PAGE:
By 11:00, the sky was almost completely clouded over, and the wind grew chilly. We expected to see the boat passengers rounding the corner any minute, but none came. We were a bit nervous that no boat would show this morning, owing to too few passengers. We decided to walk toward the dock, in hopes of seeing any passing boat. As we walked towards the dock at 11:15 or so, we saw the fist wave of passengers rounding the bend. Counting 7 in the first group, we felt confident that this was the tour boat group. As we passed them, we must have created a little confusion, since there were no other boats at the dock and we were clearly far from any roads or resorts. Some people stopped to talk briefly with us, others just said hi. We reached the dock, and Doug was on the boat by himself. He invited us on board, and we stowed our packs in the cargo area up front, and spent 15 minutes chatting with Doug about boating, Lake Powell, points of interest in the area and other such things that one might guess to discuss with a tour boat operator. He showed Dave points on the map where the boat now had to make detours due to the low water level, and explained how the longer route took significantly more time to complete. After visiting the floating restroom attached to the dock (complete with flush toilets) and staking out seats on the top of the deck in the open air, the boat pulled out and began cruising back to Wahweap Marina under a grey, featureless sky. Lots of people sat up top with us, and Dave and I were both glad to be in the open air to vent our powerful BO. Natural musk. I was so greasy I could shape my hair like clay. The boat wove through Bridge Canyon and met up with Forbidden Canyon. The canyon walls were completely barren of all green plants, and only a couple of birds were sighted the entire time, some unknown type looking like black sand pipers. The operator narrated the scenery as we cruised along and pointed out features that looked like fish, hearts or other animals in the walls. Numerous side canyons rose up and back, and many twisted out of view, providing a delicious mystery, and thoughts of a hidden oasis in the rocks. Forbidding Canyon fed into the main channel of Glen Canyon, and the lake grew to its full dimension, now to be seen in larger chunks at a time. The sky was grey, and as the boat sped up, the wind made it downright cold up top. I put on my windbreaker and took off my hat so it wouldnít blow off. Most others simply went downstairs to enjoy the safety of the tinted glass windows.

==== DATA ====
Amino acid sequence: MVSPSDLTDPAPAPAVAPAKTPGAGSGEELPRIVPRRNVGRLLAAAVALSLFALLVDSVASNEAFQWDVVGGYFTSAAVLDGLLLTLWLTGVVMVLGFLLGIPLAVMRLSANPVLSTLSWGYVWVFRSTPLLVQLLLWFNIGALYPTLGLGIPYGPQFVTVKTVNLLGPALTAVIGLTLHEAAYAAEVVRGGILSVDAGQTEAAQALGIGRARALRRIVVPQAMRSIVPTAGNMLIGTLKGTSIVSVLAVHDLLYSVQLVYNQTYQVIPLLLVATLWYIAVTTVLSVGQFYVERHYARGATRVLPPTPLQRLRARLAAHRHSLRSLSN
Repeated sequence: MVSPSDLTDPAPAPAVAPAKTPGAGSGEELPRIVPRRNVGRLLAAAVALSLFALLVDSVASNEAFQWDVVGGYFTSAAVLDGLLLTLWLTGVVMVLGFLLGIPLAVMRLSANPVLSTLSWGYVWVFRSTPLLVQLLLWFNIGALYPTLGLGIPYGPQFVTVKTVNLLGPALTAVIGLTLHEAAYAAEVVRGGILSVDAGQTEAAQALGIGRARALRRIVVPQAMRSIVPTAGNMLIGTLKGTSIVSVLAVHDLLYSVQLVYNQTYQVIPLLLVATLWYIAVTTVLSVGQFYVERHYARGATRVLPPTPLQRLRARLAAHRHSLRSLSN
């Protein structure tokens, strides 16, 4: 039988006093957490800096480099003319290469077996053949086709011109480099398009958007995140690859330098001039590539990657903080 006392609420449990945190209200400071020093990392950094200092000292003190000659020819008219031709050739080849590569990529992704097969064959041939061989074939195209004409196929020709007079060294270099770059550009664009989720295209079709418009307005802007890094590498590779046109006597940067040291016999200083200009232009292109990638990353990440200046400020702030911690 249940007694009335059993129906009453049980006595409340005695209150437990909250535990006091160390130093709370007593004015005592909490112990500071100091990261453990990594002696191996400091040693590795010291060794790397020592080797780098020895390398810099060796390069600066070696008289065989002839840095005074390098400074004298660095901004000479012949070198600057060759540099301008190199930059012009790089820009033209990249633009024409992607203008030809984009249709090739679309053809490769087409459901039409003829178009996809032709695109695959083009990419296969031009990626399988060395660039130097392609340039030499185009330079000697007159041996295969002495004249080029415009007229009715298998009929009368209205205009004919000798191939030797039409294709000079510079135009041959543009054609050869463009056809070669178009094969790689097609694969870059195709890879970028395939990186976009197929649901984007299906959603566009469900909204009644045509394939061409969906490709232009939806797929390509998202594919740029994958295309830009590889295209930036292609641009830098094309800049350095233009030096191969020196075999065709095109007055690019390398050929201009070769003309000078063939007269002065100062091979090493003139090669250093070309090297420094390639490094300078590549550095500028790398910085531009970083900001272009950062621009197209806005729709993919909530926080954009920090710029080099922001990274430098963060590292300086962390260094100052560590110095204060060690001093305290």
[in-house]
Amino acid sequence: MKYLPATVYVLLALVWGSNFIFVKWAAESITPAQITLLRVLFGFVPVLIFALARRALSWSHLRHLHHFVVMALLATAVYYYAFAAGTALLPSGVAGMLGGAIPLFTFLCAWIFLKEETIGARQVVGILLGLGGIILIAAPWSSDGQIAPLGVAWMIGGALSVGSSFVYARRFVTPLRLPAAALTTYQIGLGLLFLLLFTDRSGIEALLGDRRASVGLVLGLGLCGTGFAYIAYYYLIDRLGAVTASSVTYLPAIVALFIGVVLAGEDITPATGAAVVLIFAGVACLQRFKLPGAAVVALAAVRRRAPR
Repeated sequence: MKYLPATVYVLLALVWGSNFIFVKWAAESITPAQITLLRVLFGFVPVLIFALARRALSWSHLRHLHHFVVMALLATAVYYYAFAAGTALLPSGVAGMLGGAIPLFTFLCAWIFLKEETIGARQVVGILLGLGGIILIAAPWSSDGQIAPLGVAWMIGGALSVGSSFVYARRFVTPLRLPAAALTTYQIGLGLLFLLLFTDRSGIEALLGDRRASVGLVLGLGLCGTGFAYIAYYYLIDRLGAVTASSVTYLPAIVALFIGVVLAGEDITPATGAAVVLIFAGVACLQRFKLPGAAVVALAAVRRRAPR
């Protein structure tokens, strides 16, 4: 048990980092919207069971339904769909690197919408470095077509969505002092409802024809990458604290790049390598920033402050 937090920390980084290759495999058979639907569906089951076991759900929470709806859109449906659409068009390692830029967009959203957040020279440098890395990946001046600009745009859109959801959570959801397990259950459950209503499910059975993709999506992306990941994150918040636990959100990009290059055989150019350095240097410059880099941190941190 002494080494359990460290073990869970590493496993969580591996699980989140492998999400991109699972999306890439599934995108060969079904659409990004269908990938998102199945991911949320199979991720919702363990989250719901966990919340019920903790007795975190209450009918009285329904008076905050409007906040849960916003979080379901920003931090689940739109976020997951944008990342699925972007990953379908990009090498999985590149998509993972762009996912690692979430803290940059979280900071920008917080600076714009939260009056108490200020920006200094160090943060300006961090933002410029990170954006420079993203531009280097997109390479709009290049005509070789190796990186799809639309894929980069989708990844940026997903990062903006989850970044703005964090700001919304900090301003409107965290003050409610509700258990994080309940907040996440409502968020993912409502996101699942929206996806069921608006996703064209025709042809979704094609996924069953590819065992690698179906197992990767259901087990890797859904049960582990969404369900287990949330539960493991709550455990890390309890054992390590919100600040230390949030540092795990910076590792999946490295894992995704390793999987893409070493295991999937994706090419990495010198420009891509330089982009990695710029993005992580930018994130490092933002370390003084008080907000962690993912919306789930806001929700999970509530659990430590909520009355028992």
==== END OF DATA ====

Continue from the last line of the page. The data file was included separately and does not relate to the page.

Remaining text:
We cruised along the black water under the grey sky, and I reflected on the barren, uninviting look of the rock-lined lake relative to the lush green canyon bottoms we had hiked in through. I felt a little sorry for those who only saw Rainbow Bridge by boat, since everything downstream of the bridge is really nothing compared to the natural beauty of the upstream canyons. Shortly past Forbidding Canyon we passed Cathedral Canyon, one of the few side canyons heavily photographed before the dam. The image of that pristine canyon is so much more inviting than the lake we now floated on. The reservoir looks very unnatural, as if only flood water drowning out a town, with only the rooftops visible. I tried to imagine the look of the canyon as it used to be by stretching the above-water rock lines and angles downward to a narrow, twisting canyon, but could not. The miles of water inhibited any vision of a deep, desert canyon. The best I could do was envision Lodore Canyon far to the north, another coveted monument canyon that was successfully defended by conservationists from the Bureau of Wrecklamationís dam plans. This trip was about more than seeing a chunk of rock. It was about visiting a place of unparalleled natural beauty that has been the focus of bitter political debate, court battles and numerous books. Glen Canyon dam and the controversies it has ignited will be around for generations, and will always be a hot topic in the American Southwest.